The compilation flag I used is in the image below: (Note - I use mingw-w64 on my Windows machine for most things, I do have VS 2015 but I only really use it for larger C/C++ projects)
I'm using std::ostreambuf_iterator because std::ostream_iterator is less efficient; it creates a new sentry object after destroying the old once per character written to the output stream. In this case I also don't need to write anything but the characters from std::string 's' so it is a very viable solution here.
The other thing I could have done is use the overloaded = operator to append a newline to the output sequence of the std::ostreambuf_iterator which points to std::cout (the stdout object), because std::copy returns the output iterator passed into the function.
This is harder to understand if you didn't know what std::copy returned and the semantics of the = operator are less obvious in this case because they do not assign to the variable, it passes something to the object in this case. Additionally, the other thing about this is that *conceptually* it should not flush the output buffer -- However, most implementations of standard output are line buffered anyways too, so I wouldn't be missing much with using std::endl over inserting the '\n' character.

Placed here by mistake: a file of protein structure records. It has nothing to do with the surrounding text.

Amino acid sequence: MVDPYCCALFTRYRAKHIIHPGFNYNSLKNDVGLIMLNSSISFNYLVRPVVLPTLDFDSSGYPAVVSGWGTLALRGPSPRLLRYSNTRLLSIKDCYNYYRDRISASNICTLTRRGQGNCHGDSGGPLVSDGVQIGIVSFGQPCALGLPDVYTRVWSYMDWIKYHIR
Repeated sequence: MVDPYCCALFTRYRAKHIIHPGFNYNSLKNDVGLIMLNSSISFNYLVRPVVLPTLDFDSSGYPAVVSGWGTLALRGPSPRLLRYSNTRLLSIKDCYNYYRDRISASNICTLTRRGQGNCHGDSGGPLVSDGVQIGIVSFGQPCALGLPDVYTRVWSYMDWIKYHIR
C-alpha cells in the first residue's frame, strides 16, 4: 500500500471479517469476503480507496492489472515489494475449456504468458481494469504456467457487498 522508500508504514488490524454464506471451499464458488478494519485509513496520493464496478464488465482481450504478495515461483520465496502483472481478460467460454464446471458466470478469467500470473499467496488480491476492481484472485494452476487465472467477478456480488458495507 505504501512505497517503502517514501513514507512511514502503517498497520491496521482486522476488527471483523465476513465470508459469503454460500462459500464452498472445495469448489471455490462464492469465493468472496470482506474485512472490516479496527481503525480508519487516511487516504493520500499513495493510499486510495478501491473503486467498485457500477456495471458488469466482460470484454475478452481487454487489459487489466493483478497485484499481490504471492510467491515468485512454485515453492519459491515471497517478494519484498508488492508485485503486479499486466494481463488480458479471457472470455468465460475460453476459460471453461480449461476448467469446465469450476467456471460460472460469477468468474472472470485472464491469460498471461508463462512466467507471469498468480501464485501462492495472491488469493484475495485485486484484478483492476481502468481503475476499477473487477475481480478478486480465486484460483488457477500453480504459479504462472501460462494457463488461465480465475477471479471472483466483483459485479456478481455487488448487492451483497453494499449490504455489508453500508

Last thing I guess to mention within the lambda is that this method relies on isalpha() to determine which characters we should *invert*. If you cared about the locale() being used -- which in default C is based on what isupper() and islower() return -- then you could use the templated version for C++.